"They need to keep this going; it's our forefathers," said Laumann's oldest grandson, Jason Widmer, who joined the military himself because of his grandfather.

One of the two soldiers who served as the Honor Guard for the Laumann family was deployed in Iraq and lost three friends. "This means a lot to me," he said. "In a way, I'm honoring them as well."

The other soldier (members of the Honor Guard remain anonymous) said the ceremonies touch people in a way that other elements in the military might not.

"I get to feel like I'm serving the people in Minnesota every day," he said.

"Every day I get the sense of feeling I made a difference in somebody's life."

Funeral directors say a reduction in the number of ceremonies would more likely affect funerals outstate, where the military honors may often be the only military presence.

"Their mere presence has elevated the performance of our local honors teams," said Pat Patton, owner of Patton-Schad Funeral and Cremation Services in Sauk Centre. "The absence of the Guard members will be felt by the families who have witnessed them perform their duties in the past and they realize that they are no longer present."

When the cuts threatened the playing of live taps in New York state, a group of Long Island business owners and a museum banded together to keep the song played live in their area. In addition, members of the New York congressional delegation sent a letter to the National Guard Bureau and were able to confirm that the money for live buglers was from a separate fund and live bugling would continue in New York, despite the looming cuts.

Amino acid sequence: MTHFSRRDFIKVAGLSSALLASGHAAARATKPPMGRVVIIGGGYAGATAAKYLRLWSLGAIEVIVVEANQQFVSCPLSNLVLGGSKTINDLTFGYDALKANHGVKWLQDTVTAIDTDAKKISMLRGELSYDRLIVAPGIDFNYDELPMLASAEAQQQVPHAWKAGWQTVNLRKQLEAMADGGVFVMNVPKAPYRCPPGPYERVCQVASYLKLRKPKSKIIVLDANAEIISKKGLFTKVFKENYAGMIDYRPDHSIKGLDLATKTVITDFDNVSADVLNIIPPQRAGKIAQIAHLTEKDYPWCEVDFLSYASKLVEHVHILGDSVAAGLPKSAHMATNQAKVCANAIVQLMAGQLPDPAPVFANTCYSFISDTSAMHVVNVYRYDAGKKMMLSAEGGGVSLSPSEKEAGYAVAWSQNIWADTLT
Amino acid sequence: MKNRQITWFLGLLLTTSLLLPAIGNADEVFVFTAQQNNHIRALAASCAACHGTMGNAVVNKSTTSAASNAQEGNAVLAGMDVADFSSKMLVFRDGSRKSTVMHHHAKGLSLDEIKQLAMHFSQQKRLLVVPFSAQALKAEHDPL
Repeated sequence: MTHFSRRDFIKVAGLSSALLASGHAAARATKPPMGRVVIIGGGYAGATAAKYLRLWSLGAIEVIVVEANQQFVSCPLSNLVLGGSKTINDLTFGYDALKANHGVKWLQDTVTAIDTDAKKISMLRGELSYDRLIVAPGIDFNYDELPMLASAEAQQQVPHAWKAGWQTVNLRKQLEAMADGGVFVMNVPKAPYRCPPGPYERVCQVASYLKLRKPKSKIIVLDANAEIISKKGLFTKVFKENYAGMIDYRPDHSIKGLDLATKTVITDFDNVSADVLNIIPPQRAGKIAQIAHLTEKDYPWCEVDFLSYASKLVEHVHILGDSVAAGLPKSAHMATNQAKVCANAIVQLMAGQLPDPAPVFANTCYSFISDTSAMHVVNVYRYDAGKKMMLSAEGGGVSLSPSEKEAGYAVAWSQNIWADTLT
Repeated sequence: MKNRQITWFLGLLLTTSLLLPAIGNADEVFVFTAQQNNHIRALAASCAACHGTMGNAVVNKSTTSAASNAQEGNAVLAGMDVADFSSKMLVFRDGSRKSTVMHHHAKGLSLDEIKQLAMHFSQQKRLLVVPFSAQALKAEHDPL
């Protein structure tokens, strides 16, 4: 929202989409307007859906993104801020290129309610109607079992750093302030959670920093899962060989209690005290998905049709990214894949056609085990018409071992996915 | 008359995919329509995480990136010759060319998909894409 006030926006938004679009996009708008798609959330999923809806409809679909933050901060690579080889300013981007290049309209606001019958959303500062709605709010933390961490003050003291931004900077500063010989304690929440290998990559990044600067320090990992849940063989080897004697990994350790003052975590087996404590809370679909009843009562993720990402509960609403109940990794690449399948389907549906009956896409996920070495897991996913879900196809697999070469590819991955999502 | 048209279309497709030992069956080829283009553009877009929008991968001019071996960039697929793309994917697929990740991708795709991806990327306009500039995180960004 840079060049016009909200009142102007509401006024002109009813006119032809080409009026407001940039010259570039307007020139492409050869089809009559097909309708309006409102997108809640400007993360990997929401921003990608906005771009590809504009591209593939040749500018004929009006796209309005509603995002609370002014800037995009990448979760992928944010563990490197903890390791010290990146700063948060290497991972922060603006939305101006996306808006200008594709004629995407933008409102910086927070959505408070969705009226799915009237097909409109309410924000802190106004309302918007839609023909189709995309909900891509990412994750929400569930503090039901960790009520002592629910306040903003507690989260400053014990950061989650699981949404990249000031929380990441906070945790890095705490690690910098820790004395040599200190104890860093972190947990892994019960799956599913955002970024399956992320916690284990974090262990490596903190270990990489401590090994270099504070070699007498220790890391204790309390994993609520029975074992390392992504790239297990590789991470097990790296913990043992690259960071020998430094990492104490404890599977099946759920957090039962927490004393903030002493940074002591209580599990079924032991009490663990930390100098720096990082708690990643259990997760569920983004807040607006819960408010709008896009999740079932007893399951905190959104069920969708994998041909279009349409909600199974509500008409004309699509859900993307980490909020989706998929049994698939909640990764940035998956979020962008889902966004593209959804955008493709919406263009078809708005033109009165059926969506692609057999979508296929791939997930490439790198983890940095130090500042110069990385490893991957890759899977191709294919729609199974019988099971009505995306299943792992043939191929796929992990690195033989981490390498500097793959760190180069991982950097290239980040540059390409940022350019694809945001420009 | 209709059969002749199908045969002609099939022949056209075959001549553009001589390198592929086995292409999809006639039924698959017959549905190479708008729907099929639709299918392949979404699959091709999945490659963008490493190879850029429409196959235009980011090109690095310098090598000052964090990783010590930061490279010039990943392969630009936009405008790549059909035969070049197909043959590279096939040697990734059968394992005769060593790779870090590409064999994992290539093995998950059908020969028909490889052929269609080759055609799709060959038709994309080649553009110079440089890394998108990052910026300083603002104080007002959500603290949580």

Money might be restored

Van Hofwegen, coordinator of the state Honor Guard, said he is hopeful funding might be restored.

"The Department of Defense is trying to weigh where their money is going to and where their best bang for the buck is," he said. "They must think it is being served by someone else or that it will be re-established later on."

Meantime, Van Hofwegen said he will try to supplement his remaining staff with the part-time soldiers who have other military duties. That will include a live bugler when one is available -- and requested by families -- or the use of the digital device, a recording of the bugler from Arlington National Cemetery.

"If you could, of course, you'd want to have the live one," Van Hofwegen said. "He can carry those notes out a little longer. Otherwise, you get the same perfect one every time."

It isn't the first time that honors at military funerals have been threatened. Funding for service organizations such as the VFW and American Legion that provided honors funerals for veterans was cut by Gov. Mark Dayton and the Legislature in 2011, but that money was restored.

Legislation passed in 2012 provides $100,000 for continued funding through the 2013 fiscal year. The money reimbursed civilian honor guards, providing them as much as $50 for each funeral for such expenses as mileage and uniforms.

During debate over that issue, state Rep. Bruce Anderson, R-Buffalo Twp., chairman of the House Veterans Services Division and a retired member of the military, said he saw how families and veterans become emotional when the military honors are threatened.

"We put the extra money in and we thought we were set. We're surprised to hear about these federal cuts," said Anderson, adding that it's unclear whether the state could make up for the cuts.

"Veterans and family members say, 'We signed on the bottom line, we gave 100 percent and whatever they asked.' This is the least you could do to bid them farewell in a proper manner."

Star Tribune photographer David Joles contributed reporting to this story. Mark Brunswick • 612-673-4434